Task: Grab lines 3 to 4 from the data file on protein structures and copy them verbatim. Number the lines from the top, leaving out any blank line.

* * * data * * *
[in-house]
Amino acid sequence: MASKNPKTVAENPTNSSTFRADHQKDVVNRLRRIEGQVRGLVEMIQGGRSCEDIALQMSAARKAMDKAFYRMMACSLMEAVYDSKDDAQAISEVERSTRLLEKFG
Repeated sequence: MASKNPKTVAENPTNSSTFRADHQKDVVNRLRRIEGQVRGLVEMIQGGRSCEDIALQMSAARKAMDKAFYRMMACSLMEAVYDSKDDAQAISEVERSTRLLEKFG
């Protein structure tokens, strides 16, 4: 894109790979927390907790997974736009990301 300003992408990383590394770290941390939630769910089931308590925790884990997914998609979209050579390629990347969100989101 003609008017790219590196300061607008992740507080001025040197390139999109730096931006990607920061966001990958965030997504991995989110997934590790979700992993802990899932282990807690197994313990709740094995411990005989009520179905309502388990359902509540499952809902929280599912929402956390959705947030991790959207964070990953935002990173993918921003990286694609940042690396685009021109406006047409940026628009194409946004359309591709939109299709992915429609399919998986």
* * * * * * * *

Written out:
Repeated sequence: MASKNPKTVAENPTNSSTFRADHQKDVVNRLRRIEGQVRGLVEMIQGGRSCEDIALQMSAARKAMDKAFYRMMACSLMEAVYDSKDDAQAISEVERSTRLLEKFG
């Protein structure tokens, strides 16, 4: 894109790979927390907790997974736009990301 300003992408990383590394770290941390939630769910089931308590925790884990997914998609979209050579390629990347969100989101 003609008017790219590196300061607008992740507080001025040197390139999109730096931006990607920061966001990958965030997504991995989110997934590790979700992993802990899932282990807690197994313990709740094995411990005989009520179905309502388990359902509540499952809902929280599912929402956390959705947030991790959207964070990953935002990173993918921003990286694609940042690396685009021109406006047409940026628009194409946004359309591709939109299709992915429609399919998986």